The city received protection to levels of 13.5 to 17.5 feet ASL in the vast majority of locations, two to six feet above what was paid for, yet three locations unfortunately did fail under the impact of surge well in excess of the pre-approved design specifications, and allowed the city to flood. Although additional design considerations might have protected the entire I-wall system to Katrina's fury, and allowed the downtown area to escape the resulting devastating post storm flood damage, this must be attributed to an act of nature rather than a design or construction failure. New Orleans got all it paid for in I-walls, and then some.
posted on 11/07/2005 8:56:27 PM PST
Section 3. Surge Sequence for the Industrial Canal Basin, Analysis of the Five Major Breaches and east Orleans Parish Flooding
Subsection A - Storm Overview and Intercoastal Waterway Surge
Subsection B - Pre-conditions and Initial Industrial Canal Main Basin Surge
Subsection C - Topping and Breaching in the Industrial Canal and Related Ancilliary Basins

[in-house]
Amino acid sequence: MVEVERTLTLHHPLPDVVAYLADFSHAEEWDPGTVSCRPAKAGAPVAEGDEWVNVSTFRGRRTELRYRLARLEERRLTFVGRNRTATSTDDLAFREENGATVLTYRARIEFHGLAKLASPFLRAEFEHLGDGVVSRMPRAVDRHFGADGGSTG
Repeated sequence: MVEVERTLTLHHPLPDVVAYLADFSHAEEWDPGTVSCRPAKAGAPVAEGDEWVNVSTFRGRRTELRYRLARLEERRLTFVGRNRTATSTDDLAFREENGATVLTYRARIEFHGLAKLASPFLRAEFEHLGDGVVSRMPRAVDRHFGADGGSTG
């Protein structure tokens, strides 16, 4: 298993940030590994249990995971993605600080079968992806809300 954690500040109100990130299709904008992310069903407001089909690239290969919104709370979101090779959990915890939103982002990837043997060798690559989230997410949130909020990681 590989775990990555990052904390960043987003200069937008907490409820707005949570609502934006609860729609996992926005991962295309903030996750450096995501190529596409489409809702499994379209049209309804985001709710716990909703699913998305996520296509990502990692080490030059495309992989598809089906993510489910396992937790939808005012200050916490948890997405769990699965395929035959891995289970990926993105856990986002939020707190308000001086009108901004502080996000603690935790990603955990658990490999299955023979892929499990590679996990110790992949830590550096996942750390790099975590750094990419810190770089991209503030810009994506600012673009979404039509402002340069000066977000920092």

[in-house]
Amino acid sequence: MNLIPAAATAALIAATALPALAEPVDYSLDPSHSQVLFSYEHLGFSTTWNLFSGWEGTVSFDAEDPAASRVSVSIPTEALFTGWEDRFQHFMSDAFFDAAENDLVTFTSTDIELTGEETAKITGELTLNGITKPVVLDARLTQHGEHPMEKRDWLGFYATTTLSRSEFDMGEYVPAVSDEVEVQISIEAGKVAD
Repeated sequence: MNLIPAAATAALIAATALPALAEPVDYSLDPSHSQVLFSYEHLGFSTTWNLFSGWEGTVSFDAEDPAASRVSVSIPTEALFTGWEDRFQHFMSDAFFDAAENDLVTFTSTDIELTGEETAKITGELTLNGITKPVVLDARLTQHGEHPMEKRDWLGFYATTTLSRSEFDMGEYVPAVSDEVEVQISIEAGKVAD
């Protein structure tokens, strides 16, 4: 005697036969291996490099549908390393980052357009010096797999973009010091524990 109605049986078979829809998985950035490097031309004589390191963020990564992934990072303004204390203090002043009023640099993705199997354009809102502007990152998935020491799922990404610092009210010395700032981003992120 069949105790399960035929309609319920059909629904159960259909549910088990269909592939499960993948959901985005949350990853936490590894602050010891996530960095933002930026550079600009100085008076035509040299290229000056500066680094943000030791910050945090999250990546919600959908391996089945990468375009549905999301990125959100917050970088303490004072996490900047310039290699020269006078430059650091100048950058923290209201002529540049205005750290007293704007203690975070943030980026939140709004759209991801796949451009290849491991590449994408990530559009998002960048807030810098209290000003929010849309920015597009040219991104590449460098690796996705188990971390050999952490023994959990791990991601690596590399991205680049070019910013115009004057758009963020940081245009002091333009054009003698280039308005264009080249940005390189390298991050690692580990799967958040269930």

Subsection A-1. Storm Overview
In a timeline perspective, subsequent to the Kenner area pre-Katrina flooding, the next significant events to occur took place in the Industrial Canal area, immediately east of downtown New Orleans, west of the Ninth Ward (and St. Bernards Parish), and west of east Orleans Parish. Because all of these events and failures were interrelated, this analysis presents them as part of a unified sequence rather than isolated events.
Before proceeding to data and analysis, it is helpful to understand certain factors of the storm's large scale geometry, and how this geometry interacted with natural and manmade landforms in its path.
Prior to and during Katrina's arrival near New Orleans, the storm was moving almost due north, specifically, 357.2 degrees magnetic, based on the National Hurricane Center plots at 0709 and 1000 CDT. The inner radius of Katrina's eyewall was estimated to be 20 miles, with the strongest winds estimated to occupy an annular (doughnut shaped) area extending 10 additional miles from the inner eyewall. The now famous "jog to the east" which allowed New Orleans to "dodge a bullet" began sometime between 0200 CDT and 0323 CDT based on the respective NHC plots for those times. This had the effect of displacing the storm's circulation center 2.58 miles to the east.